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For years I’ve had a lighting bag. It’s a big canvas Domke F1X; its size and drab green colour lets it be mistaken for a duffel bag. But these days I’ve been doing a lot of location sound recording and no location product photography, so it was time to switch and make it into a sound bag.

The F1X isn’t ideal for the purpose. A black bag would hide cables and 'stealth' mics better than the green does, and its metal buckles and clips are just as noisy as the velcro that holds its pockets closed. But tape and heat-shrink tubing can help with that, and the green is utilitarian and hides dirt. And it’s so very nice to finally have a bag that can hold everything.

The DomkeKong easily carries both of my Sony audio recorders, headphones, shock mount with its grip bar and plastic tripod attached, the big Gorillapod Focus, and my stereo omni mics with their battery box. There’s still space left over inside for a my silent Nikon V1 and its two spare lenses; a better camera can go in one of the side pockets where it’s instantly accessible. Whichever audio recorder I’m actively using can be carried in the other side pocket, and the shock mount can hook into it as well. Because of the breadth of the F1X I can reach into the end pockets on either side even when I’m carrying the bag behind me.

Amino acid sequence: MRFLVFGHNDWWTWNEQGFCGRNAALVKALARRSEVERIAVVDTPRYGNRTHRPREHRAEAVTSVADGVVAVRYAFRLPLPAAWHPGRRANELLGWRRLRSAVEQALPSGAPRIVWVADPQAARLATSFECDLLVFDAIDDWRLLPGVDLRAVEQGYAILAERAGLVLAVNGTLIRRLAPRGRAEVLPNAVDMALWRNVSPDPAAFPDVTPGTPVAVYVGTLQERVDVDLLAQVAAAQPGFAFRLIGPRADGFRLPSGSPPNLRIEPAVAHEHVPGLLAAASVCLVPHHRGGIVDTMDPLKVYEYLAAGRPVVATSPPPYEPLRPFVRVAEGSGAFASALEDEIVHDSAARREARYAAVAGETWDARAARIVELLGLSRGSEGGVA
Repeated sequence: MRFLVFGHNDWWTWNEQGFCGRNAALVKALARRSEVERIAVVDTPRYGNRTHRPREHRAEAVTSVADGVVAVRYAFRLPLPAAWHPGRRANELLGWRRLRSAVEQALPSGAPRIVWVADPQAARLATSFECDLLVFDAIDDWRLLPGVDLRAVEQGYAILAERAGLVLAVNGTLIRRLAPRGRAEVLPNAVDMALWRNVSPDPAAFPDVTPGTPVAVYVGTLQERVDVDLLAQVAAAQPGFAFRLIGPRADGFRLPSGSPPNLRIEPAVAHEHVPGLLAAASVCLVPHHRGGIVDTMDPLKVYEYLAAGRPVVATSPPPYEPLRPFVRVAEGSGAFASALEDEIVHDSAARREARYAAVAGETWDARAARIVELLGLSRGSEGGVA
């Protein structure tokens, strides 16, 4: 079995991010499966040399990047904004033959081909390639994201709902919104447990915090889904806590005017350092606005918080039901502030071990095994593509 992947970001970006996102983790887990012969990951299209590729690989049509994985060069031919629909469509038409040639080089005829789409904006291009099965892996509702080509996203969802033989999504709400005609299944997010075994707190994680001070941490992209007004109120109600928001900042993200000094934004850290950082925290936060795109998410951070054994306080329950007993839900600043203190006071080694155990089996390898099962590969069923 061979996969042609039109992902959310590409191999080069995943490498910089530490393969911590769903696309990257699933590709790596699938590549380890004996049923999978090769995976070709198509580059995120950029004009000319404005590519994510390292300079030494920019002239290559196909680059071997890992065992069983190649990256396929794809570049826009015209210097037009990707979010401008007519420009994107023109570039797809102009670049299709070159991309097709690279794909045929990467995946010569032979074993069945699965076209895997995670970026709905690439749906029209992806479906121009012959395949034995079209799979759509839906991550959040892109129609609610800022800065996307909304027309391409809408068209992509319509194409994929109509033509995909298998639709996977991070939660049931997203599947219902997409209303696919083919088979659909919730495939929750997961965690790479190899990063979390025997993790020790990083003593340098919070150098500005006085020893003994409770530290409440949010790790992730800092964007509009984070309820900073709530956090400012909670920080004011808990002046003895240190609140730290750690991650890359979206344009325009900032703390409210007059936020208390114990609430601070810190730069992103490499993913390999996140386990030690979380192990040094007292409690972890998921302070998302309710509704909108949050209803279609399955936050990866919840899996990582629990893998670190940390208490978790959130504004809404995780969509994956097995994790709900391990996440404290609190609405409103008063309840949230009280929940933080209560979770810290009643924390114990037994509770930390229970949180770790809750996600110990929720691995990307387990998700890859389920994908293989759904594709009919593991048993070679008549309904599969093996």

There are other pockets that are only accessible when the bag is open. These carry spring clamps, multitool, a roll of tape, wired remote for both recorders, contact mic, mono omni mic, emergency earphones, flashlight, and business cards. There’s also lots of room for my wallet, phone, keys, and all of the other things that I need to carry when I’m out for the day. The great thing is that sound equipment is bulky but light: camera gear can make this bag too heavy to lift, but I can walk with my entire sound kit for hours. I suppose there’s also something to be said for preferring small gear, and not having too much of it.

I do enjoy being able to tuck a camera and audio recorder in my jacket pockets and head out for a day. But the peak recording season is short in Toronto, and it’s good to be ready for opportunities as they arise.